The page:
The Bones Of A Mysterious Dinosaur Have Been Pieced Together Using A Skull Recovered From Poachers

Deinocheirus mirificus. Image: Michael Skrepnick

Two new specimens of Deinocheirus mirificus, one of the most mysterious dinosaurs known only from two gigantic arms for almost 50 years, are described for the first time in the international journal Nature.

The nearly complete skeletons have been pieced together from a collection of fossils unearthed in Mongolia, along with the recovery of a skull and hand that had been poached and sold to private collectors.

Analyses of the skeletons indicate that Deinocheirusis was the largest member of the ornithomimosaurs, a group of dinosaurs which bore a superficial resemblance to modern ostriches.

One of the specimens had a predicted body length of 11 metres and an estimated body weight of 6,358 kg.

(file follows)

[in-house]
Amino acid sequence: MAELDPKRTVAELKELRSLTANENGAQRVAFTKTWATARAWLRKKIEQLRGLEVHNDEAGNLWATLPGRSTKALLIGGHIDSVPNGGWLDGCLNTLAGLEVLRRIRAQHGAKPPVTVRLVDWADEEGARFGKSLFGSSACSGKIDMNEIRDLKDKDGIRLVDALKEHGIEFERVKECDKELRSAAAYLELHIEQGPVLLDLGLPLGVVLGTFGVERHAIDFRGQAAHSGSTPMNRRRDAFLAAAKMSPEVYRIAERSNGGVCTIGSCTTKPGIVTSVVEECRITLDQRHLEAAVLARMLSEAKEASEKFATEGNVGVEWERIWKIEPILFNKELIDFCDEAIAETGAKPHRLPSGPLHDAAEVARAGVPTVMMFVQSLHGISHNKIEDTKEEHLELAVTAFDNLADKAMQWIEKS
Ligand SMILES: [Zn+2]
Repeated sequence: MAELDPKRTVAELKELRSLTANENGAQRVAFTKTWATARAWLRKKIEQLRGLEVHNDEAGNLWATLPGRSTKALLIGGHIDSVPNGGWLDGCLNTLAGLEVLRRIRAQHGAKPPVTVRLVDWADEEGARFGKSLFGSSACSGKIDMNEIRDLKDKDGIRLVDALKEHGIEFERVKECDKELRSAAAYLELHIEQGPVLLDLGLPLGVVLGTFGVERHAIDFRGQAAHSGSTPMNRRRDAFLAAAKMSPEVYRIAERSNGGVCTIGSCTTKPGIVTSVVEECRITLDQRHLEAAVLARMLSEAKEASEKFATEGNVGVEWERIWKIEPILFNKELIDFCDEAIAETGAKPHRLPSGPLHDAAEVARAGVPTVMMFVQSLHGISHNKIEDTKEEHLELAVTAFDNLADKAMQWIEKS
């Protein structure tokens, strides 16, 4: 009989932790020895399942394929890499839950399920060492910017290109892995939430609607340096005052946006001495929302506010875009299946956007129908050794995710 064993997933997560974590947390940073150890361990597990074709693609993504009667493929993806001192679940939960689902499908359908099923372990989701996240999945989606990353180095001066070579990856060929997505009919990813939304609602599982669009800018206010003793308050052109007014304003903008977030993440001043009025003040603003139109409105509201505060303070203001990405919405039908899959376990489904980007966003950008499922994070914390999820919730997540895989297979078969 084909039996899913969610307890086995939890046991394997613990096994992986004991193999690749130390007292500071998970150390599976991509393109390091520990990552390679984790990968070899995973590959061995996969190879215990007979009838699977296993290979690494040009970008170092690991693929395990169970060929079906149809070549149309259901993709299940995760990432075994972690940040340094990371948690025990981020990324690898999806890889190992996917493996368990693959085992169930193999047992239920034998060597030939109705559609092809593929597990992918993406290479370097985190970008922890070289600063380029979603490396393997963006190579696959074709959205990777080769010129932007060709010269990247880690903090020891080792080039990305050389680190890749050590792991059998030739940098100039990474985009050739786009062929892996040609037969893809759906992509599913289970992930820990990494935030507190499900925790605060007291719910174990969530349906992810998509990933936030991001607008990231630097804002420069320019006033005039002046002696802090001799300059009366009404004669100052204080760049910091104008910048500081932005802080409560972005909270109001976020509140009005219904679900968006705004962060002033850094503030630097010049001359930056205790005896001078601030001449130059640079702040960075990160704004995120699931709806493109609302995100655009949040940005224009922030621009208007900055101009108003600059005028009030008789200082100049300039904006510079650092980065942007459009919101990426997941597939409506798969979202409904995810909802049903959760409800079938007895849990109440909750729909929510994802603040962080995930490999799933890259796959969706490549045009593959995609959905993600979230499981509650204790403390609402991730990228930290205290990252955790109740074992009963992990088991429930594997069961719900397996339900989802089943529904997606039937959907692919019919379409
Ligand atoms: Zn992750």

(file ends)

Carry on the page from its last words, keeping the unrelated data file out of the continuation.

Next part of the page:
Broad hips and large feet indicate that Deinocheirus was a slow mover.

Deinocheirus seems to have been well-suited to river system habitats. A duck-like bill may have helped it to forage for food at the bottom of streams and blunt, flattened bones under their claws may have prevented it from sinking on wet ground.

Fish remains were found among what seems to be stomach contents but the Deinocheirus skeletons also have features associated with plant eating.

The results of the reconstruction are reported by Yuong-Nam Lee of the Korea Institute of Geoscience and Mineral Resources and colleagues.

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